'I Feel Duped on Climate Change'

Discussion in 'West Mall' started by Namewithheld, Feb 9, 2012.

  1. Phil Elliott

    Phil Elliott 2,500+ Posts

    Back in the late-70s, there was a lot of noise (pretty tame by today's social media standards, however) about the influx of Japanese cars and the effect on the US car makers. Lots of "Buy American" stickers, especially in Detroit, and such. I saw a Datsun truck with a sticker that said "Real Americans Buy What They Want". I was so impressed, my first new car was a 1980 Datsun 4x4 King Cab.
     
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  2. nashhorn

    nashhorn 2,500+ Posts

  3. mchammer

    mchammer 5,000+ Posts

  4. Mr. Deez

    Mr. Deez 10,000+ Posts

    I don't have a problem with a general preference for buying American. In the '80s Walmart used to celebrate that, which is ironic given that they now epitomize the idea of selling cheap **** from China. However, if the US company sells crap, you're not doing the country any favors by buying from them. If I had bought a car in the '70s, there's no question I would have bought Japanese. US auto manufacturers were selling crap and were very arrogant about it. They make decent cars now, but they had to be humbled.
     
  5. Joe Fan

    Joe Fan 10,000+ Posts

    Such bravery
    (but she also likes air conditioning in the summer)
     
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  6. Joe Fan

    Joe Fan 10,000+ Posts

     
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    Last edited: Feb 7, 2020
  7. Monahorns

    Monahorns 2,500+ Posts

    I don't care about the reason. One less idiot on a bull horn screaming at people about the end of the world is always a good thing.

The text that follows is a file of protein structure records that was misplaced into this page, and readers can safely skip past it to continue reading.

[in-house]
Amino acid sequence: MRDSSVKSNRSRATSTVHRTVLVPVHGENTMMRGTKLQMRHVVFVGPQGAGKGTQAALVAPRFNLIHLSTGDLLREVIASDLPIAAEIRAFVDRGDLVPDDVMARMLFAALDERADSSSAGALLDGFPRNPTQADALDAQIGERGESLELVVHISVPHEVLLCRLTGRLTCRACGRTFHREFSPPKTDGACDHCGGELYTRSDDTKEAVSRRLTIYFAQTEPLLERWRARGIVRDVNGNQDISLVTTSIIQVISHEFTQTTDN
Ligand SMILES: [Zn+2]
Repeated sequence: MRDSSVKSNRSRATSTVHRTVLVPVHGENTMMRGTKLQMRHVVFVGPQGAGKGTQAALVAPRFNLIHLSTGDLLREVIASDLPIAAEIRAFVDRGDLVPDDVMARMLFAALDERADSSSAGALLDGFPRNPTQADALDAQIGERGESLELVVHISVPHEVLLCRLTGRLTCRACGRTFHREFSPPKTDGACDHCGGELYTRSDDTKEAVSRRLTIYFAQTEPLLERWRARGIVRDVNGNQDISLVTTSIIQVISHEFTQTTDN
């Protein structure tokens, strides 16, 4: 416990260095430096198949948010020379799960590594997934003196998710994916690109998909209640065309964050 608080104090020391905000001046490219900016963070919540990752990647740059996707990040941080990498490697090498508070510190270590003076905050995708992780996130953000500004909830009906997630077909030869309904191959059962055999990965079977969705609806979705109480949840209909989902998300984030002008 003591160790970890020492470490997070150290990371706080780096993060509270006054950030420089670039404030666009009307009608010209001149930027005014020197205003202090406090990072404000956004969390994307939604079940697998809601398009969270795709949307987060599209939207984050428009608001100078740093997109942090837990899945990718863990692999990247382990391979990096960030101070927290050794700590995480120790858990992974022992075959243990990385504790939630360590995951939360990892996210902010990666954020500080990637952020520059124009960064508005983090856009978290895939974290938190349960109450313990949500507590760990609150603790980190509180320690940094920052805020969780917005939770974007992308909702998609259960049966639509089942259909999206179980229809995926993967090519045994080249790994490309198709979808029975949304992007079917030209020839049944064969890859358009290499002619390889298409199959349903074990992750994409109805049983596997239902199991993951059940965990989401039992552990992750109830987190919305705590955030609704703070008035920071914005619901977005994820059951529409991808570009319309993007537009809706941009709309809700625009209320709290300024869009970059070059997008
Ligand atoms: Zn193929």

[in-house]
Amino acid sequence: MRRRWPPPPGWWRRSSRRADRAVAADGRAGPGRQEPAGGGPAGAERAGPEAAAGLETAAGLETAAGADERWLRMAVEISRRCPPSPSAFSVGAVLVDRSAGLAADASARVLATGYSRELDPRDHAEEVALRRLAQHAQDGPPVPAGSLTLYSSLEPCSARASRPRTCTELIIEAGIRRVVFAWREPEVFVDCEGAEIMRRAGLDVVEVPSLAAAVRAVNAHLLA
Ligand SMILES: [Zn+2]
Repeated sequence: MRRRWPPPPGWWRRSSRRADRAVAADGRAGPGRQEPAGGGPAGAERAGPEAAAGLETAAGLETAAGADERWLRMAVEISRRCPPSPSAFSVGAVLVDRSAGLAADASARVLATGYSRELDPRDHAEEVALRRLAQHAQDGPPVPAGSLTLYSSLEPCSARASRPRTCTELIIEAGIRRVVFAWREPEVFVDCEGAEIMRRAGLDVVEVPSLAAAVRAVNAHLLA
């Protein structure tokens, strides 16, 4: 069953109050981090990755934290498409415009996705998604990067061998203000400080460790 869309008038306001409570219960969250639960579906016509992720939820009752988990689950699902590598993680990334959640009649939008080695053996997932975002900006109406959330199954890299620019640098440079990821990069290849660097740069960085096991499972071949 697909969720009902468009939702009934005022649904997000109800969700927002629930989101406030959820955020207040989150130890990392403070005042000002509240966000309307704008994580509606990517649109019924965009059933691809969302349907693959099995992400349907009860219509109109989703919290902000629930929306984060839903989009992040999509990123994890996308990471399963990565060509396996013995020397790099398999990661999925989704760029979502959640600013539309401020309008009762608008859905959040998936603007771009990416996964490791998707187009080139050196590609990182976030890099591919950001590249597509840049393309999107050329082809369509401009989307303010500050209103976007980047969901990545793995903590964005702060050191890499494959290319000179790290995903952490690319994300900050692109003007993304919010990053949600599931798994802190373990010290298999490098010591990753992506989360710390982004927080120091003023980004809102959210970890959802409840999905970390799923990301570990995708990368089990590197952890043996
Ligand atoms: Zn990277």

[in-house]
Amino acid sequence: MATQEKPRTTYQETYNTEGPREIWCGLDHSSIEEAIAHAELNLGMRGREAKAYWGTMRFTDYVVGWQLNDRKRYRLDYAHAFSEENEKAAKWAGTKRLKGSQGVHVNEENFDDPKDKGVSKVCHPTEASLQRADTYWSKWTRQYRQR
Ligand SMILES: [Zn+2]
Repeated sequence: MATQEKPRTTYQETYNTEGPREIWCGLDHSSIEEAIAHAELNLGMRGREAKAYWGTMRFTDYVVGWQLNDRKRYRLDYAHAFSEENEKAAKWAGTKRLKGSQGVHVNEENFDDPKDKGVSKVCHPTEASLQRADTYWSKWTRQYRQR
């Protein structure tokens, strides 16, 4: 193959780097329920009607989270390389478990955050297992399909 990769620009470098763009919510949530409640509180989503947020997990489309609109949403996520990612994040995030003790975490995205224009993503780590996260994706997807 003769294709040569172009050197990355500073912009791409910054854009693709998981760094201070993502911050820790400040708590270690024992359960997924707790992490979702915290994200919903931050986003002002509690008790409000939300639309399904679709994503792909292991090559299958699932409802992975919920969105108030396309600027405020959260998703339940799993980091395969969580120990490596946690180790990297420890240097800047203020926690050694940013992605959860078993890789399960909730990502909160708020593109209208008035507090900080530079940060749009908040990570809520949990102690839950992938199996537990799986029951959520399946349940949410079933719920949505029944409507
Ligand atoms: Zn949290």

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  8. Mr. Deez

    Mr. Deez 10,000+ Posts

    You're right. However, the author has a point. Climate change is largely a hobby horse for pretentious, wealthy white liberals in seek of a purpose and morality in life after rejecting Christianity. I don't see many broke-*** poor Guatamalans or Nigerians protesting climate change.
     
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  9. Monahorns

    Monahorns 2,500+ Posts

    Poor people want to be able to use more energy resources to improve their lives.
     
    • Agree Agree x 1
  10. Mr. Deez

    Mr. Deez 10,000+ Posts

    Yep, and they simply don't have time or mental energy to expend on something like climate change. It's a bit of a first world problem. The truly poor in the world (none of whom live in the United States or Europe) don't know where their next meal is coming from, whether the next sip of water they drink will contain a lethal parasite, or whether the next illness they get will be a death sentence due to a true lack of medical care. If that's how you live everyday, you're not going to give a crap about some speculative long term collective problem like climate change just because some Western self-ordained intellectuals and journalists think it's a big deal.